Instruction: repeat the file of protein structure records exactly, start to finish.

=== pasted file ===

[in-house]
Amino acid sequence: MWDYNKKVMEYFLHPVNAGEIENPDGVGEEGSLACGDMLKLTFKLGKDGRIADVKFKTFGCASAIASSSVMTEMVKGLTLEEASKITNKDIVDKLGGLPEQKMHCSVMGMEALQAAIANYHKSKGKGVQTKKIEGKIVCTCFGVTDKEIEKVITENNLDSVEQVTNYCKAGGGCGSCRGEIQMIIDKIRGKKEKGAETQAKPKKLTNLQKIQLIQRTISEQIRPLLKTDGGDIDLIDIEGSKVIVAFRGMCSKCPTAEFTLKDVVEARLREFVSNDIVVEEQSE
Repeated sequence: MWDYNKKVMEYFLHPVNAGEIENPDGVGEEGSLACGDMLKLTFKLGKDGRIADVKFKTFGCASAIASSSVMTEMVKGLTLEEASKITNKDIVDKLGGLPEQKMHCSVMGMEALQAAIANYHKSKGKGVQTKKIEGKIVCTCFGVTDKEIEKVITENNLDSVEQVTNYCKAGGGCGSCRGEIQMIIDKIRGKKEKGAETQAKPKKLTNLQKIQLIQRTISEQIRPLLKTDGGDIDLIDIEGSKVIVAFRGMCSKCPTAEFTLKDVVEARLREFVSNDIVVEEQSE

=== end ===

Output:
[in-house]
Amino acid sequence: MWDYNKKVMEYFLHPVNAGEIENPDGVGEEGSLACGDMLKLTFKLGKDGRIADVKFKTFGCASAIASSSVMTEMVKGLTLEEASKITNKDIVDKLGGLPEQKMHCSVMGMEALQAAIANYHKSKGKGVQTKKIEGKIVCTCFGVTDKEIEKVITENNLDSVEQVTNYCKAGGGCGSCRGEIQMIIDKIRGKKEKGAETQAKPKKLTNLQKIQLIQRTISEQIRPLLKTDGGDIDLIDIEGSKVIVAFRGMCSKCPTAEFTLKDVVEARLREFVSNDIVVEEQSE
Repeated sequence: MWDYNKKVMEYFLHPVNAGEIENPDGVGEEGSLACGDMLKLTFKLGKDGRIADVKFKTFGCASAIASSSVMTEMVKGLTLEEASKITNKDIVDKLGGLPEQKMHCSVMGMEALQAAIANYHKSKGKGVQTKKIEGKIVCTCFGVTDKEIEKVITENNLDSVEQVTNYCKAGGGCGSCRGEIQMIIDKIRGKKEKGAETQAKPKKLTNLQKIQLIQRTISEQIRPLLKTDGGDIDLIDIEGSKVIVAFRGMCSKCPTAEFTLKDVVEARLREFVSNDIVVEEQSE